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Using Stem Cell Therapy as an Effective Treatment for Chronic Kidney Disease By Srivalli Kantamneni


In the United States alone, 1 in 7 or 37 million people are estimated to suffer from Chronic Kidney Disease. The population affected often falls under the bracket of “low-income”, making the cost of dialysis, even with insurance- exorbitant- lying anywhere from approximately $10000 to $90000. With dialysis and transplants currently being the primary effective cures for this progressive, end-game disease, research is being conducted in multi-disciplinary fields. Research with mesenchymal stem cells has taken center stage in the past decade, which is the main focus of this paper. By analyzing treatment options and various stem cell research documents, it can be concluded that mesenchymal stem cells carry renotrophic characteristics, making them ideal for regeneration purposes. Mesenchymal Stem Cells are adult stem cells derived from sources like the umbilical cord, bone marrow, and fat tissue, dissolving ethical problems. I have investigated possible solutions, including using laser technology to build organs and gene therapy to combat the absence of the p53 gene. While there needs to be much more testing and research, my paper addresses possible options that would provide a more efficient, cost- and time-effective treatment option for those suffering from Chronic Kidney Disease.


Over the progression of Chronic Kidney Disease, your nephrons degenerate rapidly, causing irreversible damage. Chronic Kidney Disease(CKD) is defined by the degeneration of your kidney, resulting in a glomerular filtration rate(GFR) of less than 60 mL/min per 1.73 m^2 of blood for at least three consecutive months. More than 1 in 7 Americans and 8-16% of people worldwide suffer from CKD, according to CDC reports. More often than not, the diagnosis doesn’t occur until the disease has progressed to more advanced stages due to the obscurity of symptoms, resulting in less reliable treatment. Tests to diagnose CKD are taken on urine samples to detect protein. Excessive amounts of protein in urine samples suggest extensive renal damage. Healthy kidneys filter proteins which are larger molecules to be reabsorbed into the bloodstream. As the kidneys degenerate, cell and nephron count quickly decline, and necessary molecules are excreted via the urine [1].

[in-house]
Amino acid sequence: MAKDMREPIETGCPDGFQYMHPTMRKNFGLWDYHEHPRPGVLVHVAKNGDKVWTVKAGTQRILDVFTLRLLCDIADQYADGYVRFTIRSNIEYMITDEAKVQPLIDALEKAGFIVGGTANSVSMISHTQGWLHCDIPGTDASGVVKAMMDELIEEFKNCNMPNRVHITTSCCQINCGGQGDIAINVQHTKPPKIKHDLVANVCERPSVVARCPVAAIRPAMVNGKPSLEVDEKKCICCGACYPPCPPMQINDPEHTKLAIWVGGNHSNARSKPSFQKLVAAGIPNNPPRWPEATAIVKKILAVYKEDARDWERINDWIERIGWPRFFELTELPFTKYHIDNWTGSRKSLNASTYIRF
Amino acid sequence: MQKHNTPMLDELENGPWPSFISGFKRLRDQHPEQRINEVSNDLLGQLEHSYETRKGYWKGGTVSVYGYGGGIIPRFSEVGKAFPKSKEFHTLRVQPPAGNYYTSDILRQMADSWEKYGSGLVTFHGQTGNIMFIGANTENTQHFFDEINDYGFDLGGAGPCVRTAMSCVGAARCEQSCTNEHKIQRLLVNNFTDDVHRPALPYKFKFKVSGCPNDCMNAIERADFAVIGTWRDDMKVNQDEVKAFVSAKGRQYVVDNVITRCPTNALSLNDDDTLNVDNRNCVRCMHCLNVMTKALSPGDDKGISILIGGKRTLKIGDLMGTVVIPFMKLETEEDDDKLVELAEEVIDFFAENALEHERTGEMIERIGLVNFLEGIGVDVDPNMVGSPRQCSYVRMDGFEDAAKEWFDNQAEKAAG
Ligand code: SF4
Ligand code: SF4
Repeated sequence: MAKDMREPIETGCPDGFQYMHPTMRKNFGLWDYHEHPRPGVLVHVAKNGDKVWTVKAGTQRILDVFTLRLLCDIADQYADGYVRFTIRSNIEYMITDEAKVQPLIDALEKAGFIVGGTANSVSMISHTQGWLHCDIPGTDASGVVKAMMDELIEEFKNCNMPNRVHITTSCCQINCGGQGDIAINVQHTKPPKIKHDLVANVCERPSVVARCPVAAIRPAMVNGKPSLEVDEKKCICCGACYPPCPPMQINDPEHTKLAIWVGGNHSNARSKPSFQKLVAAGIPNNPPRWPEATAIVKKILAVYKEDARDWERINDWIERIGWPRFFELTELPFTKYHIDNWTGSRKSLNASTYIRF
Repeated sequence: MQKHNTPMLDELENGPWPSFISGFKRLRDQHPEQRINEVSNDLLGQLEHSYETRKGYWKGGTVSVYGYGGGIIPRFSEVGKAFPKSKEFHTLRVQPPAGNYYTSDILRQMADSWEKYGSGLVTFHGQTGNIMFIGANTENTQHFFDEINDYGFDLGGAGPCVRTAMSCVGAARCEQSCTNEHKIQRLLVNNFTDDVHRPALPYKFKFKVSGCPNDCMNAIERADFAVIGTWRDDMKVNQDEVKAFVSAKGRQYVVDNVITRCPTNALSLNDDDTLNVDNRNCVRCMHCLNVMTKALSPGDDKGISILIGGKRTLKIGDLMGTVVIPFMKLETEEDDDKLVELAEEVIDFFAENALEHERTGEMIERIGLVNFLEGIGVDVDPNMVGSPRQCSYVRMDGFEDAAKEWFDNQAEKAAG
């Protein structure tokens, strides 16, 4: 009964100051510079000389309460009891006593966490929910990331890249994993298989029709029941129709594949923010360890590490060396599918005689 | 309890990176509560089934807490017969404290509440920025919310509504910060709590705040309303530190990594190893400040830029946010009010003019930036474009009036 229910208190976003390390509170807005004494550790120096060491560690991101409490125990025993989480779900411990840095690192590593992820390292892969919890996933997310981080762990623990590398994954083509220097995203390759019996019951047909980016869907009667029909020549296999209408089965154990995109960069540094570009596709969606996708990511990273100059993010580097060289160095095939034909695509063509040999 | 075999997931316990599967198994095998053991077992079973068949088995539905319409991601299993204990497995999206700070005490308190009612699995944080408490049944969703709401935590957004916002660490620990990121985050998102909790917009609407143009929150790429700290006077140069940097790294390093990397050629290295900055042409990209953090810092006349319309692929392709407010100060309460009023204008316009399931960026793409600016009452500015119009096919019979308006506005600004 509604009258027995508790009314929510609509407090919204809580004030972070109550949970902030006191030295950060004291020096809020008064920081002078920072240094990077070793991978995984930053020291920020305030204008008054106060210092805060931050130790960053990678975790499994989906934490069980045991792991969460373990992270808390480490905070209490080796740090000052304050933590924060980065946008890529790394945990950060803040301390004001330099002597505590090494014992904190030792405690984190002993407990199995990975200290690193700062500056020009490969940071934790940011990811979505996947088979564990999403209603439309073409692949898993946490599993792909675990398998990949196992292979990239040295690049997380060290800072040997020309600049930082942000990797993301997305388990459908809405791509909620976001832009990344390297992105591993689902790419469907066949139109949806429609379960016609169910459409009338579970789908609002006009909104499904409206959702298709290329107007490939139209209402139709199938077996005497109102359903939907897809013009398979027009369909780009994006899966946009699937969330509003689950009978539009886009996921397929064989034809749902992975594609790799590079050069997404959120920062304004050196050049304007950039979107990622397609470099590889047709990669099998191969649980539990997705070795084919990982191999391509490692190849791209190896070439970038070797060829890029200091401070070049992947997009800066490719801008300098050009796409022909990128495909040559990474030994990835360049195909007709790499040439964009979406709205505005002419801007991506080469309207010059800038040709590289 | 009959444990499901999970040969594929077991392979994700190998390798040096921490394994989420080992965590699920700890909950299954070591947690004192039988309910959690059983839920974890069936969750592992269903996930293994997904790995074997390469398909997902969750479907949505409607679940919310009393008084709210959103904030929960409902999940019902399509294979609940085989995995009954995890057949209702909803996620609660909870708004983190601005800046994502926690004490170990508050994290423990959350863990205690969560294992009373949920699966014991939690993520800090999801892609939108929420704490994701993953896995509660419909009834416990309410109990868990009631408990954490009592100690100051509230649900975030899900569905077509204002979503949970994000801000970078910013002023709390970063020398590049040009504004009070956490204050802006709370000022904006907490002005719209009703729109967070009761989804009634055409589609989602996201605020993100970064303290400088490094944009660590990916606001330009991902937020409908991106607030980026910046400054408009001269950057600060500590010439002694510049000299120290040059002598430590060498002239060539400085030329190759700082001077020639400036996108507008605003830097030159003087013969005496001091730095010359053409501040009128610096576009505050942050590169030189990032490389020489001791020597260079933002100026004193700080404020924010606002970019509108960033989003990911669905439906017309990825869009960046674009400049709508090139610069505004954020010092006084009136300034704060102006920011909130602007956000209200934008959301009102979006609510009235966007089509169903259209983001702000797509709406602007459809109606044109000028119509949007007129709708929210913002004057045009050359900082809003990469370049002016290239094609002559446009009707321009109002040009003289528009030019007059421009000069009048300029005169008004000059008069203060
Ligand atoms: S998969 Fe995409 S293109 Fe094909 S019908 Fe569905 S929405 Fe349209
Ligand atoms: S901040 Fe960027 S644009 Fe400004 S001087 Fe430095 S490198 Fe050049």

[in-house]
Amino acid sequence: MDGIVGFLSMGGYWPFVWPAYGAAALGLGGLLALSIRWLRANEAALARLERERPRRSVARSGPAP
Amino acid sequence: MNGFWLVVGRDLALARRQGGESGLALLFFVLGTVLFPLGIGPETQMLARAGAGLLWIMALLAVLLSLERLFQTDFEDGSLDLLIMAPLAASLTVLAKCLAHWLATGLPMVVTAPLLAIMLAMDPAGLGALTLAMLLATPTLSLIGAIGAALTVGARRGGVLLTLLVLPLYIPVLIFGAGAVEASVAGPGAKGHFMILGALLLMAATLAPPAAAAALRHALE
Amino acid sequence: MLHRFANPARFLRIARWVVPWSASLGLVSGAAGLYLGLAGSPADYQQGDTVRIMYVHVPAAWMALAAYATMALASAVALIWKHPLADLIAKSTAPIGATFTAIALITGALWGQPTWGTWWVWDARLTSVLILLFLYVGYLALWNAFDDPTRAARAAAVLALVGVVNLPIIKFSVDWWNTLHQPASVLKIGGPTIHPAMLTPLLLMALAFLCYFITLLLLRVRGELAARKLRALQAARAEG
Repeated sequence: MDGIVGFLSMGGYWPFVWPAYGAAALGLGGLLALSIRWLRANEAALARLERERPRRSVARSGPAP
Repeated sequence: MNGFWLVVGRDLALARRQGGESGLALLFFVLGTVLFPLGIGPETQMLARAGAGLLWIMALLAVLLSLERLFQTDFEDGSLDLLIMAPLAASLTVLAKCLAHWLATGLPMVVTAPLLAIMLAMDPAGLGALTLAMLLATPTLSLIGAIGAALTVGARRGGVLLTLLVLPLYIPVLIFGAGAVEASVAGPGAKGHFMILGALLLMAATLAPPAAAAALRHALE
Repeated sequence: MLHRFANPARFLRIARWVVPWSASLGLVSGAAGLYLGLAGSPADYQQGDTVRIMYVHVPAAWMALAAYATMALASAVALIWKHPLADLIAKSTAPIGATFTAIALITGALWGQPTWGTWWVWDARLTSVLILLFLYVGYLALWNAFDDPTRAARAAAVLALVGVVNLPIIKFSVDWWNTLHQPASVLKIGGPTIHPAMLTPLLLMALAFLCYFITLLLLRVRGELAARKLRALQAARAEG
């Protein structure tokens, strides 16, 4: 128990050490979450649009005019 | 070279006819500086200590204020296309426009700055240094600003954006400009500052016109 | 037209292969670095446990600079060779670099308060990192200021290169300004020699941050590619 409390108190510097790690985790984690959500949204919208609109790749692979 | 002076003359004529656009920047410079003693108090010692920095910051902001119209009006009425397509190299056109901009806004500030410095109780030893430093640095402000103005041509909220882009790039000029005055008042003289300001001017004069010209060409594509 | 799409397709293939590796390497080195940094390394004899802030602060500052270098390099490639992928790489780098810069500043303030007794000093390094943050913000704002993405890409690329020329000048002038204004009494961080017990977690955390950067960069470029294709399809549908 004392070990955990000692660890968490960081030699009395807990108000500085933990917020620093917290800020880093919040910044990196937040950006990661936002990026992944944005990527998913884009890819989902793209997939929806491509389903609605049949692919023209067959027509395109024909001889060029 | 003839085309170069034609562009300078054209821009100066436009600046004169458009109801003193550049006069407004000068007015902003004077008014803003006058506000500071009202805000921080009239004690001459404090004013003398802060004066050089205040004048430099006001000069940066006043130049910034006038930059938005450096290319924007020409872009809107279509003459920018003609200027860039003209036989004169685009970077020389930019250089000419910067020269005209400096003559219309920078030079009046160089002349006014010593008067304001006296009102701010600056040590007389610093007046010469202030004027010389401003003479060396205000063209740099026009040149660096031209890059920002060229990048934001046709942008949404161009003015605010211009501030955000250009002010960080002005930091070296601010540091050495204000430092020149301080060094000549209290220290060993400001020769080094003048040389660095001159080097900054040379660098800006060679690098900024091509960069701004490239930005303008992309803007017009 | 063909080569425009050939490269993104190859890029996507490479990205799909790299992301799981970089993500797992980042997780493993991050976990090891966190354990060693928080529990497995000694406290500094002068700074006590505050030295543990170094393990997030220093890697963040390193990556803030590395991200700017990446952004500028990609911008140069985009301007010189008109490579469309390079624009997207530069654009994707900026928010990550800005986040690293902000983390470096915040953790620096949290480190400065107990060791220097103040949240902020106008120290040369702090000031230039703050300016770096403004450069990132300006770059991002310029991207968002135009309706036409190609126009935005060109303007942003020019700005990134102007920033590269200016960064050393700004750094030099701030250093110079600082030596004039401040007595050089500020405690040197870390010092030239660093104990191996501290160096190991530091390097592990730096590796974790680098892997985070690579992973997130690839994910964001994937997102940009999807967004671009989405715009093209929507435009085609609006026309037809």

Figure 2. Healthy vs. Unhealthy Kidney. Figure 2 shows the difference between a healthy and a damaged kidney.

Figure 2.1 shows a healthy kidney that filters the urine and wastes out but keeps the necessary nutrients in the bloodstream. Figure 2.2 shows that the glomerulus of the kidney degenerates and lets the protein leave the body via urine.

Some recognizable symptoms like edema-fluid congregating in your extremities and urination problems are unlikely to present in the early stages and general symptoms like itchiness, dry skin, weight loss, and fatigue are more common, but unlikely to be reported. Due to this, the speed and occurrence of progression is immense. But there are options for the future that may provide viable treatment pathways [9]. Stem Cell research has been a developing field. Scientists have succeeded in creating a rat kidney using human induced pluripotent endothelial cells. They have also used micro-vesicles that are exosomes from mesenchymal stem cells as a therapeutic treatment for the disease [6]. Mesenchymal stem cells have unique renotrophic characteristics, as well as an invisibility to the immune system that has been proven both beneficial and a barrier when it comes to building an artificial organ and injecting treatment into patients [13].